Is Chipotle Cultivating a Better World?

There’s no doubt about it. Chipotle is primarily targeting millennials. And it is doing so with non-traditional marketing.

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Mark Crumpacker: Brand Genius

When Crumpacker (Chief Marketing Officer, Chipotle) released Back to the Start to YouTube in 2011, he never anticipated the reaction: 8.7 million views. “We didn’t think it would be quite the sensation that it was,” he stated. “It was a film. It didn’t have any promotional element built into it.”

Propelled by this success, Crumpacker created a second YouTube video, The Scarecrow, renowned for its message: “Cultivate a Better World.”

For those of you who missed The Scarecrow (view here!), the video begins with mournful music and a saddened scarecrow walking through a smoke-spewing factory named Crow Foods, Inc. The scarecrow observes a robotic crow inject and massively inflate a chicken, a cow tremble inside of a metal cage, and a machine stamp “100% Beef-ish” labels on boxes. The depressed scarecrow returns home to his farm. All of a sudden he sees a red pepper. The lighting brightens. The music turns joyful. The scarecrow harvests the vegetables, opens a burrito stand (but of course!), and a banner drops reading: “Cultivate a Better World.”

YouTube viewers flocked. Today, The Scarecrow has 13.82 million hits.

But not everyone was impressed with The Scarecrow. In fact, some had the exact opposite reaction. “Funny or Die” released a parody on Youtube called Honest Scarecrow (view here!) which essentially accused Chipotle for being an evil corporation and manipulating the consumer mind.

That’s not all. Agricultural producers from around the world responded furiously, contending that Chipotle hyped deceptive representations of traditional agriculture. Moreover, that no farmer would ever keep a cow in a metal cage or inject a chicken with green slime.

“We’ve never professed to being perfect. The commitment we’ve made is to constant improvement. The film is clearly a fictitious portrayal…meant to highlight issues like the overuse of antibiotics, harsh confinement of animals, and the extent to which food is processed.” – Chris Arnold, Communications Director, Chipotle

Yet, despite the naysayers, Chipotle sales have more than doubled in the past four years, hitting $3.21 billion in 2013 and rounding out 2014 with an estimated $4.11 billion.

What is Chipotle actually doing to Cultivate a Better World?

Introducing Food With Integrity.

Food With Integrity is our commitment to always look closer, dig deeper, and work harder to ensure that our actions are making things better, not worse. It’s our promise to run our business in a way that doesn’t exploit animals, people or the environment. It is the philosophy that guides every decision we make at Chipotle.” – Steve Ells, Founder and CEO, Chipotle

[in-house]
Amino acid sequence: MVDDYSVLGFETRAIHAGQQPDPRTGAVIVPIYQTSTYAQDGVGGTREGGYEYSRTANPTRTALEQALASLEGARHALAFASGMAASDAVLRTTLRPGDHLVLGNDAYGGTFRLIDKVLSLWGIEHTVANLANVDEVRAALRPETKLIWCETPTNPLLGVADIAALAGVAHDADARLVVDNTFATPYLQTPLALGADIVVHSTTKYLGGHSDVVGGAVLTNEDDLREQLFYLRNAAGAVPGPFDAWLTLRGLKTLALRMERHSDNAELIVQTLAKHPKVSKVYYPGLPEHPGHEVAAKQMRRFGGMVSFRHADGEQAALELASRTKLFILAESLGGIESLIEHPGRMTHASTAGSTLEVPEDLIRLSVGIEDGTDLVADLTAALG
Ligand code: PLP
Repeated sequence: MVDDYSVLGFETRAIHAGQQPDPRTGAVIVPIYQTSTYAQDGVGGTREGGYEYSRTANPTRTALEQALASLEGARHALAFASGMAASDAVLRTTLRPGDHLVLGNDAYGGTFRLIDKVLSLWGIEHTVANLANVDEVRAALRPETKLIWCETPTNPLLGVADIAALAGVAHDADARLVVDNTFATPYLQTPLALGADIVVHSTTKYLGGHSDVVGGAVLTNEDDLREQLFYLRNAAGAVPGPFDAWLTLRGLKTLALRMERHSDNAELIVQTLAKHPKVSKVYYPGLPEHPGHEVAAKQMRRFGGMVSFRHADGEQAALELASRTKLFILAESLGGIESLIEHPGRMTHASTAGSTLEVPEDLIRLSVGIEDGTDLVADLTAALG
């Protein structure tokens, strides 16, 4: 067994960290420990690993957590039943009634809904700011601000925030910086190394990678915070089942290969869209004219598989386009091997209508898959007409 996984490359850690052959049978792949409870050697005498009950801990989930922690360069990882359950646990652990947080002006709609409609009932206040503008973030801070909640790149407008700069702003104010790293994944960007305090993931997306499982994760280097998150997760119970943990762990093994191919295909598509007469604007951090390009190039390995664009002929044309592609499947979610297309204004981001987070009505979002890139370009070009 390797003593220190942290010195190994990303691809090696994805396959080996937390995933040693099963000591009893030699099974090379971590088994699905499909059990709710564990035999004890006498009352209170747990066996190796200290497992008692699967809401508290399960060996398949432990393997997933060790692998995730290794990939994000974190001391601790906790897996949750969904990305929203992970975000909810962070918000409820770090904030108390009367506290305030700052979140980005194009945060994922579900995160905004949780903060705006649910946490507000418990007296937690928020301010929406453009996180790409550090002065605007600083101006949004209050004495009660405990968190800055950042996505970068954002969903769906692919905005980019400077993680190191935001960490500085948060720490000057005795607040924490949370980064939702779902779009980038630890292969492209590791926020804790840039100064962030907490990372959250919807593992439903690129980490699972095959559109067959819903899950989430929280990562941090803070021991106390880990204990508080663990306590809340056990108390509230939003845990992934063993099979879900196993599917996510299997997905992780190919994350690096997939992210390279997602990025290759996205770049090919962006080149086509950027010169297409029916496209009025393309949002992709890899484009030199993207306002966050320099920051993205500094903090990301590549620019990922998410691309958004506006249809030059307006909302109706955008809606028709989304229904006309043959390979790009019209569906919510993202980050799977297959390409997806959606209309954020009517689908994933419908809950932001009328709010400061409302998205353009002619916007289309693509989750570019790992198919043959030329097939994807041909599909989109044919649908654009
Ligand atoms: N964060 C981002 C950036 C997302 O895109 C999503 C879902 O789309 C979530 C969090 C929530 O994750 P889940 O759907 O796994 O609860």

Efforts include:

  • Purchasing “naturally-raised” pigs and chickens (those which are raised outside or in bedded pens, never given antibiotics, and are fed a vegetarian diet).
  • Sourcing beef from ranches that “meet or exceed our naturally raised standards”.
  • Seeking to increase the use of organically grown beans.
  • Purchasing dairy from pasture-raised cows (cows which have daily access to outdoor pastures, are never given added hormones, and are fed a vegetarian diet).
  • Committing to empower, educate, and train employees from all over the world in attempts to increase cultural sensitivity and communication.

In February of 2014, Crumpacker was back at it. Chipotle released yet another video effort: “Farmed and Dangerous”, a dark comedy about – you guessed it – the evils of industrial agriculture.

But in May of last year, Chipotle shareholders demanded more.

Proposal: “Shareholders request Chipotle issue an annual sustainability report describing the company’s short and long-term responses to ESG-related issues. The report should include objective quantitative indicators and goals relating to each issue where feasible, be prepared at a reasonable cost, omit proprietary information, and be made available to shareholders by October 2014.”

Chris Arnold stated in an email: We have never done formal sustainability reporting quite simply because we have finite resources. We’d rather invest those resources in doing things that actually drive change, then in talking about that change.” 

Quite the excuse. Why not do both?

On May 15th, the proposal received a 31.3% vote.

My first reaction was disappointment. Why didn’t more shareholders demand transparency!? My second reaction was optimism. Might Chipotle have recognized the importance of transparency and reported anyway? Surfing the web resulted in zilch. Perhaps I missed it. I emailed Chipotle Investor Relations, just to be sure.


The Sustainable Investor: “Did Chipotle issue a sustainable report as of October 2014? If so, where might that be available? Thanks.”

Investor Relations: “Thank you for the email. Chipotle did not issue a sustainability report this fall.”


So there you have it.

We live in a world where the most meaningful ESG Vigilante may very well be the shareholder.

A note to shareholders: Get Louder.

11 thoughts on “Is Chipotle Cultivating a Better World?

  1. Shame on investors for not demanding more – why would investors turn down the opportunity for better disclosure? And shame on Chipotle. 30 percent is a decent amount of shareholders. Why hide behind the 50% rule?

    Disappointed.. Chipotle….

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  2. As a shareholder to Chipotle, I don’t want the company spending money to tell us what we already know. Chipotle has already disclosed what percent of their chicken and beef is from “organic sources.” It is not one-hundred percent, and so the press might start writing negative articles and depress the value of the stock. With all due respect, Jason, are you actually a shareholder?